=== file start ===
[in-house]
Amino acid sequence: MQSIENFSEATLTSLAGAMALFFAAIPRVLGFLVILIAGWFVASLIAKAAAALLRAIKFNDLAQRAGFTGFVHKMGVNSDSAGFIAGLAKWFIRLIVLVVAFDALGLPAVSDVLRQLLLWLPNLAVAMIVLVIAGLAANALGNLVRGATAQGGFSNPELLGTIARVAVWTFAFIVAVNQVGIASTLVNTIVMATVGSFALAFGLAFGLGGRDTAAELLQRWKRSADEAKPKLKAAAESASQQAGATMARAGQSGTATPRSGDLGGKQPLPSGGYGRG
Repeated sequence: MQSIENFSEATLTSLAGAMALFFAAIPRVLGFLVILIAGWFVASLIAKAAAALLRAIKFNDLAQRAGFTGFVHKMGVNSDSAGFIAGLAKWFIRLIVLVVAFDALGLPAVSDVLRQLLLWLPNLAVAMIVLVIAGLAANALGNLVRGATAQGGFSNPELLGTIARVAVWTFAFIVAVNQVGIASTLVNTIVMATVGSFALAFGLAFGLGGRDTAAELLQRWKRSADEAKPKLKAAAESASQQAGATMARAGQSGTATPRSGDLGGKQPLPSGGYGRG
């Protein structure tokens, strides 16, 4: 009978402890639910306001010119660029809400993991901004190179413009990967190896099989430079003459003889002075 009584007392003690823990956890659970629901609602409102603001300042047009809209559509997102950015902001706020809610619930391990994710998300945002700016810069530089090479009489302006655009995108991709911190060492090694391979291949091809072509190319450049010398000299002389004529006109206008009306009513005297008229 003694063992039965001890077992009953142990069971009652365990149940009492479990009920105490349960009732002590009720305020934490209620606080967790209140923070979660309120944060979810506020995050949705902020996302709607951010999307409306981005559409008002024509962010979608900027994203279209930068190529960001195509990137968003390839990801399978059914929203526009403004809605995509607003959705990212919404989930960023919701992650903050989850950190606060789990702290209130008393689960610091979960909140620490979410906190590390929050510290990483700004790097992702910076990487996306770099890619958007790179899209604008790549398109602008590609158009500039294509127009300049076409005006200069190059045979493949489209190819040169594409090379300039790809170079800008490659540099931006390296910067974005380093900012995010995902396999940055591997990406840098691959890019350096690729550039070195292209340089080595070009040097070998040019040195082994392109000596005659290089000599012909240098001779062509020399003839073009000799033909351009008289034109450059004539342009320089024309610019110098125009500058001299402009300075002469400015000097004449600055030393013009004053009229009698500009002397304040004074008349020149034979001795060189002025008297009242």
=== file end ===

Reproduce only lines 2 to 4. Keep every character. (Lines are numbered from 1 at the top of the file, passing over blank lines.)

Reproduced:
Amino acid sequence: MQSIENFSEATLTSLAGAMALFFAAIPRVLGFLVILIAGWFVASLIAKAAAALLRAIKFNDLAQRAGFTGFVHKMGVNSDSAGFIAGLAKWFIRLIVLVVAFDALGLPAVSDVLRQLLLWLPNLAVAMIVLVIAGLAANALGNLVRGATAQGGFSNPELLGTIARVAVWTFAFIVAVNQVGIASTLVNTIVMATVGSFALAFGLAFGLGGRDTAAELLQRWKRSADEAKPKLKAAAESASQQAGATMARAGQSGTATPRSGDLGGKQPLPSGGYGRG
Repeated sequence: MQSIENFSEATLTSLAGAMALFFAAIPRVLGFLVILIAGWFVASLIAKAAAALLRAIKFNDLAQRAGFTGFVHKMGVNSDSAGFIAGLAKWFIRLIVLVVAFDALGLPAVSDVLRQLLLWLPNLAVAMIVLVIAGLAANALGNLVRGATAQGGFSNPELLGTIARVAVWTFAFIVAVNQVGIASTLVNTIVMATVGSFALAFGLAFGLGGRDTAAELLQRWKRSADEAKPKLKAAAESASQQAGATMARAGQSGTATPRSGDLGGKQPLPSGGYGRG
């Protein structure tokens, strides 16, 4: 009978402890639910306001010119660029809400993991901004190179413009990967190896099989430079003459003889002075 009584007392003690823990956890659970629901609602409102603001300042047009809209559509997102950015902001706020809610619930391990994710998300945002700016810069530089090479009489302006655009995108991709911190060492090694391979291949091809072509190319450049010398000299002389004529006109206008009306009513005297008229 003694063992039965001890077992009953142990069971009652365990149940009492479990009920105490349960009732002590009720305020934490209620606080967790209140923070979660309120944060979810506020995050949705902020996302709607951010999307409306981005559409008002024509962010979608900027994203279209930068190529960001195509990137968003390839990801399978059914929203526009403004809605995509607003959705990212919404989930960023919701992650903050989850950190606060789990702290209130008393689960610091979960909140620490979410906190590390929050510290990483700004790097992702910076990487996306770099890619958007790179899209604008790549398109602008590609158009500039294509127009300049076409005006200069190059045979493949489209190819040169594409090379300039790809170079800008490659540099931006390296910067974005380093900012995010995902396999940055591997990406840098691959890019350096690729550039070195292209340089080595070009040097070998040019040195082994392109000596005659290089000599012909240098001779062509020399003839073009000799033909351009008289034109450059004539342009320089024309610019110098125009500058001299402009300075002469400015000097004449600055030393013009004053009229009698500009002397304040004074008349020149034979001795060189002025008297009242």